1 in 7 trans Britons are refused healthcare by their GP just for being trans

Gender Recognition Act: Anti-trans respondents outnumbered trans people

One in seven trans people in the UK have been refused healthcare by their GP on account of being trans on at least one occasion, a report has found.

And almost a third – 29 per cent – of trans people have been refused care by gender or sex-specific NHS services because they are trans.

Of those trans people who managed to access general healthcare services, 70 per cent report that they then faced transphobia.

Perhaps unsurprisingly, more than half (57 per cent) of trans people the avoid going to the doctor when they feel ill.

These findings are contained in a report based on a survey of almost 700 British trans people carried out by trans-led organisation TransActual.

The report, “Trans lives survey 2021: Enduring the UK’s hostile environment“, paints a grim picture of life for trans people in the UK today.

Chay Brown, director of TransActual, said: “These findings are shocking but in no way unexpected. They merely put figures to a perilous situation that almost every trans person in the UK is well aware of.

“Transphobia feels unescapable, whether we’re at home, at work or when we go to the doctors.”

Transphobic discrimination in healthcare worse for trans people of colour and disabled trans people

Alongside prejudice and discrimination against trans people trying to access healthcare, problems also persist in the workplace.

In the workplace, high numbers of trans people have experienced transphobia while trying to get a job (63 per cent), or from their line manager or colleagues. Seventy-three per cent of trans men and women have experienced transphobia from their colleagues, as have 80 per cent of non-binary people.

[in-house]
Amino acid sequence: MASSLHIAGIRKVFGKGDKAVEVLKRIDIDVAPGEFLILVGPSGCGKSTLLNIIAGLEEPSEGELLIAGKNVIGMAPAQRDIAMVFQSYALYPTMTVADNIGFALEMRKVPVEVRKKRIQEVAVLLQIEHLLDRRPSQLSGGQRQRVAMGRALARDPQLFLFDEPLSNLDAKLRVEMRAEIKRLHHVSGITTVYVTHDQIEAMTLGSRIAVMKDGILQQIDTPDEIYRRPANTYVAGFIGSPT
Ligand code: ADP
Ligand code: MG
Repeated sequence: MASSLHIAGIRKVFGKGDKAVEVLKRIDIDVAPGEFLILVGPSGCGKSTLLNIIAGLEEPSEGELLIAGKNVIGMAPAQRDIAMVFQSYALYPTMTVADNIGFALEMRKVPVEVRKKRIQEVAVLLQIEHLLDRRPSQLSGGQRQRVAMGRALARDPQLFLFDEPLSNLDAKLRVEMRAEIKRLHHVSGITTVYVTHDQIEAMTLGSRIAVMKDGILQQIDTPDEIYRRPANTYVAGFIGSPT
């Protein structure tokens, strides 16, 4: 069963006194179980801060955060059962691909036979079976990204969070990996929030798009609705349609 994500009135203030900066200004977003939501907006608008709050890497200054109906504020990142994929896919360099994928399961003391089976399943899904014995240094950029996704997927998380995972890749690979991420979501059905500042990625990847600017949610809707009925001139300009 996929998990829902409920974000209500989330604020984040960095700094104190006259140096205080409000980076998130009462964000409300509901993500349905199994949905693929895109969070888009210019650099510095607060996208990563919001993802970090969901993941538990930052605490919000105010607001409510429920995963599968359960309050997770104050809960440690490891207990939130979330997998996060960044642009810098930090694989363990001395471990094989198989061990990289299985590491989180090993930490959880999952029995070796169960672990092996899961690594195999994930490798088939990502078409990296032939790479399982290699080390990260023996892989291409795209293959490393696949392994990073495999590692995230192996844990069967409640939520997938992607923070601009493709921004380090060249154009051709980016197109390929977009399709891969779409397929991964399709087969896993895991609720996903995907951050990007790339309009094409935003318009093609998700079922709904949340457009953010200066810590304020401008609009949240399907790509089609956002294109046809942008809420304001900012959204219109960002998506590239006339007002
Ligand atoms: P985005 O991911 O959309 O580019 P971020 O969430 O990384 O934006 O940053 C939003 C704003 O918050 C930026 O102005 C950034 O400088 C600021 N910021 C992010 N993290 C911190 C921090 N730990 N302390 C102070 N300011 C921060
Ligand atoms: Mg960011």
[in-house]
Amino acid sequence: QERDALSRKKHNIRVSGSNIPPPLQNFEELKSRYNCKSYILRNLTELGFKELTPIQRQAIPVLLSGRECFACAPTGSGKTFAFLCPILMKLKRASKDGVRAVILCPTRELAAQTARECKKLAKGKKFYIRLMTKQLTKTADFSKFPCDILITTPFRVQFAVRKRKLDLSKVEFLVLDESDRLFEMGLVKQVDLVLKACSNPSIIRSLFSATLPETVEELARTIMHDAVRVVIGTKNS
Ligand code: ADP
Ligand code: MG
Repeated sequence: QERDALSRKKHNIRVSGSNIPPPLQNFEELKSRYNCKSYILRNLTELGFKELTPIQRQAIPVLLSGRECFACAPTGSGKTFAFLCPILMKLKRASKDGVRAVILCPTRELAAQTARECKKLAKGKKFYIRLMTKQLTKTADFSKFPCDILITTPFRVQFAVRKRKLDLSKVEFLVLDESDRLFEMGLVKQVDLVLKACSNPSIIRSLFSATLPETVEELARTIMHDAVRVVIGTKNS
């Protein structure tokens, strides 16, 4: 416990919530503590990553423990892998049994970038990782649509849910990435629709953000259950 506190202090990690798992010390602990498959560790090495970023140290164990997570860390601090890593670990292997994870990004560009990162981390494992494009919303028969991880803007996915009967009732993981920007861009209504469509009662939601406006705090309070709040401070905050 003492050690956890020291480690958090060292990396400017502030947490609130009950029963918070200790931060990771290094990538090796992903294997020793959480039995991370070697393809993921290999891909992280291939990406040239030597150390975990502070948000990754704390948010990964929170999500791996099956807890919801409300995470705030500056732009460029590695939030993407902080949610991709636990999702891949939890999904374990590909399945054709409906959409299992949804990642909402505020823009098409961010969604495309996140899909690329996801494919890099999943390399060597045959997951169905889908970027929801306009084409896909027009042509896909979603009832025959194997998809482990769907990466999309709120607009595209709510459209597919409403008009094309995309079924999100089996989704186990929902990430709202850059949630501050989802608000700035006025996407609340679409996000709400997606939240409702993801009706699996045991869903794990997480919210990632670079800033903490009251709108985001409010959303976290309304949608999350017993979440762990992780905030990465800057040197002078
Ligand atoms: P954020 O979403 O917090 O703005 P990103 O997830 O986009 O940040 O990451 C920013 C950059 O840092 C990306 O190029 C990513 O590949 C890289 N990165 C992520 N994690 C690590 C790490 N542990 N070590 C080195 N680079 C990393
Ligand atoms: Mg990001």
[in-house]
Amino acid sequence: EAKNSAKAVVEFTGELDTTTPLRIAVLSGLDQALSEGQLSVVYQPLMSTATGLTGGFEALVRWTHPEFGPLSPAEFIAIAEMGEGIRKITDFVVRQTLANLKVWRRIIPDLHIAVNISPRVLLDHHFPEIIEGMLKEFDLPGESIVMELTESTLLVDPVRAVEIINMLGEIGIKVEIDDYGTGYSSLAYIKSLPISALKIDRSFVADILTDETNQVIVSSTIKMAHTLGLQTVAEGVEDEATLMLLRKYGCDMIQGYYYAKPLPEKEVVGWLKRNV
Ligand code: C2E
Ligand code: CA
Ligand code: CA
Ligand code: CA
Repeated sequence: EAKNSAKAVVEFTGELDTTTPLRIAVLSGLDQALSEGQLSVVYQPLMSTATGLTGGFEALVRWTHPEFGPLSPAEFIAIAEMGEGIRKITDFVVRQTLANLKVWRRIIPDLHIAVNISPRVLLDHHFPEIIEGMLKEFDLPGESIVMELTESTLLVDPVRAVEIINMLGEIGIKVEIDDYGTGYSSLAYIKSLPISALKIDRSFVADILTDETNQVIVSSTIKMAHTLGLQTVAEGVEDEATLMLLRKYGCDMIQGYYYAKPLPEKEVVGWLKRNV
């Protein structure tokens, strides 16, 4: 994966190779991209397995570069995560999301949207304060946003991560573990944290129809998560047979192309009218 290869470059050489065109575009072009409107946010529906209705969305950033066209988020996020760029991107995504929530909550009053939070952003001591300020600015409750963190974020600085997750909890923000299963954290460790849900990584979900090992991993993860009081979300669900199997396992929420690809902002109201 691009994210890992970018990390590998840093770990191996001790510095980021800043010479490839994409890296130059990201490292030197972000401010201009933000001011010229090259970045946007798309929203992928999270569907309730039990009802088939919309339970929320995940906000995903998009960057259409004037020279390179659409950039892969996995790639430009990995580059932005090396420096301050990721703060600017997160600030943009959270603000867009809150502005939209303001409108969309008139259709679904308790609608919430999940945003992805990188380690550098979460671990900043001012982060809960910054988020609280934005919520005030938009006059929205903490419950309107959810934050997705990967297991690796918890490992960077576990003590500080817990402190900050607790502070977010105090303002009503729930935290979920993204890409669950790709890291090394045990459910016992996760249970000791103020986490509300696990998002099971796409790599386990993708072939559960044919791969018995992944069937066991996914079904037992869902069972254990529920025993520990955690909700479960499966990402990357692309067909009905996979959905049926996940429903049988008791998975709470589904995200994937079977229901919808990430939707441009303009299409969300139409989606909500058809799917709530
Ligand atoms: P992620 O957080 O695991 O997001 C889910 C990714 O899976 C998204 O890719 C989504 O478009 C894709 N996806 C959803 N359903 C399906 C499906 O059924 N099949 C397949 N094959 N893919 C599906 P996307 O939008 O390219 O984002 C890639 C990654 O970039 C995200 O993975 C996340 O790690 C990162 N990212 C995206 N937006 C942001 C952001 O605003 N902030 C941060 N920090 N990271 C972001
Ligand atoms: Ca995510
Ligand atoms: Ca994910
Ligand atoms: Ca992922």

While anti-trans discrimination affects the majority of trans people, for trans people of colour and disabled trans people the situation is even worse. Seventy-three per cent of Black people and people of colour (BPOC) have experience transphobia while seeking employment, and 88 per cent have experienced transphobia from colleagues.

In healthcare, a greater number of disabled trans people reported that healthcare services are inadequate than non-disabled trans people. Sixty per cent of disabled respondents to TransActual’s survey reported experiencing ableism when trying to access trans-specific healthcare services.

Trans people with disabilities are also more likely to experience delayed treatment, with 93 per cent having done so compared with 85 per cent of non-disabled people.

Additionally, 53 per cent of BPOC said they have experienced racism when trying to access trans-specific healthcare services.

Outside of work and healthcare, trans people face other serious issues: 27 per cent of British trans people have been homeless at some point in their lives, rising to 36 per cent of BPOC and disabled trans people.

jane fae, chair of Trans Media Watch, said of the report’s findings that the “real scandal” is “how comprehensively the media have conspired to ignore this situation, preferring, instead, to produce tens of thousands of words on the largely imagined consequences of reform to the Gender Recognition Act”.

fae added: “We are not at all surprised to find that 70% of respondents said that media transphobia has impacted their mental health. In addition, 93% reported that media transphobia had an impact on their experience of transphobia from strangers on the street, while 85% said it has impacted how their family treat them.

“The bottom line is: transphobia impacts all aspects of daily life for trans people, from relationships with our friends and families, to healthcare, and even listening to the radio. This report is essential reading for anyone working in healthcare or in the media, as well as for policy makers and employers, and we hope that it provides food for thought.

“Your actions (and inactions) have a profound impact on all of us.”